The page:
The day that your teenager gets their driver’s license and drives a substantial distance solo for the first time is interesting for a parent. There are other adjectives I could’ve chosen other than “interesting.” Appropriate choices would also be:
- Post-traumatic-stress inducing.
Nothing can adequately prepare you for this moment, aside perhaps from performing “test runs” by handing the teenager a loaded bazooka with the safety off and instructing them to sprint through a crowd of people with it. That’s fairly close.
Having recently experienced this joyful occasion myself, I’ve compiled a short list that may help you, Unfortunate Parent in the Same Predicament, deal with the situation better than I did. My method was to essential curl myself into a fetal position in a corner, sucking my thumb and whimpering until my teenager made it home without killing himself or somebody else.
If you have something more effective, please let me know because I get to do this two more times.
So in no particular order, here are my Top 6 Ways to Cope When Your Teenager Drives Solo the First Time.
6. Simply knock yourself out.
Find a way to render yourself unconscious while he is on the road. Make an attempt to stick with legal substances or methods, but spare no effort.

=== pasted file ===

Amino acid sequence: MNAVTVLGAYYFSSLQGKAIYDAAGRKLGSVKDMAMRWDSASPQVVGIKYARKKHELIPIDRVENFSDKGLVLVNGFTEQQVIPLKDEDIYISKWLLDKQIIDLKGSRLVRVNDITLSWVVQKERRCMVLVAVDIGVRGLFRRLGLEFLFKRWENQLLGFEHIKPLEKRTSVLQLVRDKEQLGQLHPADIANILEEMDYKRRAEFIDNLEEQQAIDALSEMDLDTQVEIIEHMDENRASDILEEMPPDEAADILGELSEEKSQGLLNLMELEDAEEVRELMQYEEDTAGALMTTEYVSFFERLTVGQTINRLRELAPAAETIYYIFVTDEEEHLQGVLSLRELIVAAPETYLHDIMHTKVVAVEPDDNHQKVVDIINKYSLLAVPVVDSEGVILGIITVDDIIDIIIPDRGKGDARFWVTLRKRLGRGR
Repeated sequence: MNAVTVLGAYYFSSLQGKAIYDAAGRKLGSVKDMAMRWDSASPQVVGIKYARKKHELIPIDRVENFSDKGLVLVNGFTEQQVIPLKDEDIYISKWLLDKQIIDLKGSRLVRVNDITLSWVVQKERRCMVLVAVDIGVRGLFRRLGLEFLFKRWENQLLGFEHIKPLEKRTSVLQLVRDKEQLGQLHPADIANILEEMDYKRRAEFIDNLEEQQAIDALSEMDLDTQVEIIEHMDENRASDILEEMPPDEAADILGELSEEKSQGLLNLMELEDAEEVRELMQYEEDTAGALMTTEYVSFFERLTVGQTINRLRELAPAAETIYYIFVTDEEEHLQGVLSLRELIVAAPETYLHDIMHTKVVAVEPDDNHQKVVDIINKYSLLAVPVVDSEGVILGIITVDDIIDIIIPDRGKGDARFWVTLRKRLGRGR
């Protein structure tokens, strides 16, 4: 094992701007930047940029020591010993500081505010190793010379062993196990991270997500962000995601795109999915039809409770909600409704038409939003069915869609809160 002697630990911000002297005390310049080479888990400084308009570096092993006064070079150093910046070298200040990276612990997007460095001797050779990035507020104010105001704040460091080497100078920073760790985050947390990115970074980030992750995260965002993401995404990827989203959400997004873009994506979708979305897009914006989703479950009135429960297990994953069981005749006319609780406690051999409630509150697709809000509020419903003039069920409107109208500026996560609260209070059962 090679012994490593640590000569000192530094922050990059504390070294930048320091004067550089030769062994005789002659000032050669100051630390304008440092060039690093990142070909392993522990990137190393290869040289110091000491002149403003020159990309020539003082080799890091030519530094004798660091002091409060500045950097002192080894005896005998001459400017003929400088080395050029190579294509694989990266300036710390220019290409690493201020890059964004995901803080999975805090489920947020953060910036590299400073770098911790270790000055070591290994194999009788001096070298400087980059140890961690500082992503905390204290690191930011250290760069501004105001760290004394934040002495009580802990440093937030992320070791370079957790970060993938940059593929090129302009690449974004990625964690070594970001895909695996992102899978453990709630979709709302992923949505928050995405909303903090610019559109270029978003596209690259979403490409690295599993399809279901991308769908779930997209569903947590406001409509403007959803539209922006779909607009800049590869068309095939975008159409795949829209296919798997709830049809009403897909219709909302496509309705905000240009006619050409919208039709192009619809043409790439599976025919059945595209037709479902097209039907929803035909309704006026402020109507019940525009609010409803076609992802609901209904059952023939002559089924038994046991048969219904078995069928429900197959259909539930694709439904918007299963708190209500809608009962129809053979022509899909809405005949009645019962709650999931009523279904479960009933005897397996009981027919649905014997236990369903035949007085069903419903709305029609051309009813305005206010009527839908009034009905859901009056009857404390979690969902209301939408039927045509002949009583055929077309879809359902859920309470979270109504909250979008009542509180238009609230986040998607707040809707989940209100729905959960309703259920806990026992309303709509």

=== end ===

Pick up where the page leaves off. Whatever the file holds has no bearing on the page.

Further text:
5. Obsessively stare at the Find My Friends app on your phone while your teenager is driving.
Keep refreshing it, over and over, and zooming in as far as possible in a vain attempt to actually SEE your kid on the road instead of just his picture in a round dot.
4. Without telling her, follow your teenager in another car.
Wear a fake mustache and glasses in case she looks in the rear-view mirror. Put a fake mustache and glasses on your car, too.
3. Rig the car.
Hire a mechanic to alter your kid’s vehicle in such as way that upon reaching an inappropriate speed or getting too close to another car, it turns itself off and rolls to a gentle stop in a field of flowers and butterflies.
2. Declare a federal holiday.
Call it National Everybody Stay At Home Day so that traffic will be at a minimal. Tell everyone except for your teenager.
1. Wrap the entire vehicle and your teenager in bubble wrap.
Then, wrap all other vehicles, trees, and various obstacles within a two-state area in bubble wrap as well.
If none of these things are adequate, consider moving your family to the Himalayas where they have no vehicles. Let the kid ride a yak instead. The fresh air will be good for him.
Originally published on Doofus Dad
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